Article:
Nanoparticles could concentrate germs and help hospitals quickly identify outbreaks

The shape structure of nanotechnology

Healthcare-associated infections cause nearly 700,000 illnesses in the United States every year. But when an outbreak occurs, zeroing in on the source of an infection in a hospital can be difficult and time-consuming. Did it emerge from a hospital room sink? A patient’s bedside table? A cart pushed from room to room?

To simplify source identification, CDC is testing whether nanoparticles can be used to draw out disease-causing germs from environmental sampling swabs taken around a hospital. The nanoparticles, which are generally bigger than the size of a virus but smaller than bacteria, are treated with a chemical coating that latches onto specific pieces of protein, free-floating DNA, or even the whole germ itself. That process can concentrate any germs the swabs picked up, making it easier to identify them.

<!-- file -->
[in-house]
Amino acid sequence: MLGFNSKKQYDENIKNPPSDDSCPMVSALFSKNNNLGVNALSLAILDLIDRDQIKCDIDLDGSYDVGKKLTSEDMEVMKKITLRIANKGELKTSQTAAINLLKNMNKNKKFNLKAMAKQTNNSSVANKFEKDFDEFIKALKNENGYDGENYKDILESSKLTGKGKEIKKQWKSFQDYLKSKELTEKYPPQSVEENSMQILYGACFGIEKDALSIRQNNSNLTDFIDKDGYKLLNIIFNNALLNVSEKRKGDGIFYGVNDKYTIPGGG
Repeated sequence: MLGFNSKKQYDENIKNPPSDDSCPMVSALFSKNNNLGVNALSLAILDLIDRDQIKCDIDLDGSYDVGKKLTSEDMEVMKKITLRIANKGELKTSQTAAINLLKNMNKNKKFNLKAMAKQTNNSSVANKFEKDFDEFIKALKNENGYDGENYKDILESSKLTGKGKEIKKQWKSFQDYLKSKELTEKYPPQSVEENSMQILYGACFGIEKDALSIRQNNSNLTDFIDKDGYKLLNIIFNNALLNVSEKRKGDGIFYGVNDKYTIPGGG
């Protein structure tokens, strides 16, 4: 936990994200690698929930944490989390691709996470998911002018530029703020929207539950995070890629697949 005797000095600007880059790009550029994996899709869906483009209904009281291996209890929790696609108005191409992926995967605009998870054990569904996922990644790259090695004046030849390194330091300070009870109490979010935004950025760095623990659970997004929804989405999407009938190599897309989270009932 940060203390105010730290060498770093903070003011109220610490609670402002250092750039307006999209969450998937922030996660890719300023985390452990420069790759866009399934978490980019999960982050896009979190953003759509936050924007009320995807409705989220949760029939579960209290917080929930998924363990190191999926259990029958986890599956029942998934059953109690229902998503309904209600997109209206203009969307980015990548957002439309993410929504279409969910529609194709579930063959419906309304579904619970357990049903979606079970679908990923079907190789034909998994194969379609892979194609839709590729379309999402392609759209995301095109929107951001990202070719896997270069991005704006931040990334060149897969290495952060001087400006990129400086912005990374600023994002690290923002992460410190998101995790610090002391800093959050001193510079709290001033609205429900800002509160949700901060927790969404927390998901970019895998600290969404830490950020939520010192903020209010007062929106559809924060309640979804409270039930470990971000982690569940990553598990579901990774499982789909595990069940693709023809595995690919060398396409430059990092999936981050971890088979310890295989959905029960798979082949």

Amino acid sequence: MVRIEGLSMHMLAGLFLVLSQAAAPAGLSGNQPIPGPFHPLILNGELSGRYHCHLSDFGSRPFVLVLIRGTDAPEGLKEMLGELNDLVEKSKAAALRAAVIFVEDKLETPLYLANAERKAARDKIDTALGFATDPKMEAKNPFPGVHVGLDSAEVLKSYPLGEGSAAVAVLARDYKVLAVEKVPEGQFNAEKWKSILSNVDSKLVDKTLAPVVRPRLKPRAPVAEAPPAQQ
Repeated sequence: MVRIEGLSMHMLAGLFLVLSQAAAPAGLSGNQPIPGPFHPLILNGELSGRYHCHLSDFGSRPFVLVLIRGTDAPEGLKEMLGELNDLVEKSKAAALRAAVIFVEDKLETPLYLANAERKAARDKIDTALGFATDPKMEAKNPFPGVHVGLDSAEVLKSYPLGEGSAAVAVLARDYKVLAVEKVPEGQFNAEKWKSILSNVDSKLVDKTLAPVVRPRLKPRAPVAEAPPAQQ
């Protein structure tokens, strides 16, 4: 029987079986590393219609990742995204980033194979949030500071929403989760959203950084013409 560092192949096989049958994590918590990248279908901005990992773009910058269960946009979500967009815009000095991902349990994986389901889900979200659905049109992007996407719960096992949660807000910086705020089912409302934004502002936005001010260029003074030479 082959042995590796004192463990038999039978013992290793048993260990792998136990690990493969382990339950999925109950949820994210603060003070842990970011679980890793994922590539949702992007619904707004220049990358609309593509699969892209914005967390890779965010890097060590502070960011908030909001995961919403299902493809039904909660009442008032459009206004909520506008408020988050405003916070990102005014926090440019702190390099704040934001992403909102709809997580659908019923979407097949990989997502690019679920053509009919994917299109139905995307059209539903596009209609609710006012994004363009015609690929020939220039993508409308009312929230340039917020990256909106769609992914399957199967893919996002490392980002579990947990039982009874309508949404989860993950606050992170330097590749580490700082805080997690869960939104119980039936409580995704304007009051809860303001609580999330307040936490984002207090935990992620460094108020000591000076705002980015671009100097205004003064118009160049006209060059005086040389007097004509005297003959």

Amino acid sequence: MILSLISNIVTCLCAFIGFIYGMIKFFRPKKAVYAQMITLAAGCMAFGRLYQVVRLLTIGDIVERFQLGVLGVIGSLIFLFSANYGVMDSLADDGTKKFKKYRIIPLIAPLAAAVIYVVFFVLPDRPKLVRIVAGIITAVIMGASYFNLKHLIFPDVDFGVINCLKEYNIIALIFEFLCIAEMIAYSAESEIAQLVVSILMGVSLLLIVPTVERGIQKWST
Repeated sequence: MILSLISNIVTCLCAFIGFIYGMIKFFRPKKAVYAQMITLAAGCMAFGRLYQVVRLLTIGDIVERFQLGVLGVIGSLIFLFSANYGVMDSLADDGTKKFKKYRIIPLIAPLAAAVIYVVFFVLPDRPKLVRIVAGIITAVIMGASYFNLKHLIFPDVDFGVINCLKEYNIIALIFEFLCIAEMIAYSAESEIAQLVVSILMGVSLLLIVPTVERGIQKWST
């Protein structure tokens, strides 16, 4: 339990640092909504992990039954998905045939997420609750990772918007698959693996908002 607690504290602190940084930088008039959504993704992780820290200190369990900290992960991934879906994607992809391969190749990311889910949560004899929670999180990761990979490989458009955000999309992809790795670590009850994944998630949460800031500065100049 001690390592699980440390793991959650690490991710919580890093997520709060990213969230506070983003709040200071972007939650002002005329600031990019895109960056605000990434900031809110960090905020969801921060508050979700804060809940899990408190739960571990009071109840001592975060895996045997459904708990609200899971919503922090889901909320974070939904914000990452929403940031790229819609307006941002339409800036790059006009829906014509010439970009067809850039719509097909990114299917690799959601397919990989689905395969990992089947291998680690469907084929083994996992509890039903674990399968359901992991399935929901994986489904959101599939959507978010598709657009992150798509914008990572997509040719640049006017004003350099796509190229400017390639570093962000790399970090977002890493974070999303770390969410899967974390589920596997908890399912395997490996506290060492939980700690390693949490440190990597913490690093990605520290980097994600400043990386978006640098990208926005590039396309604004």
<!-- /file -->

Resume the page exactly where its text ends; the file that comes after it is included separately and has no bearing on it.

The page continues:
“If successful, applying this technology could let hospitals get to the source of an outbreak faster and more cheaply than they can today,” says Angela Coulliette-Salmond, a CDC public health environmental microbiologist, “and allow quicker infection control measures to prevent further illnesses or deaths.”

“The idea is to have something you could do in the field, so whoever is out there collecting samples in a hospital room could process that sample in a few hours, on site, and you would have your results,” Coulliette-Salmond says. “If we had this rapid test that would detect these hidden organisms, we would allow for a more rapid intervention to take place.”

CDC is currently testing how well the commercially available nanoparticle technology works in laboratory studies. Field tests in healthcare settings will be possible within two years. Similar efforts are under way to use the same nanoparticle technology to detect the virus that causes COVID-19 in samples taken from surfaces or wastewater.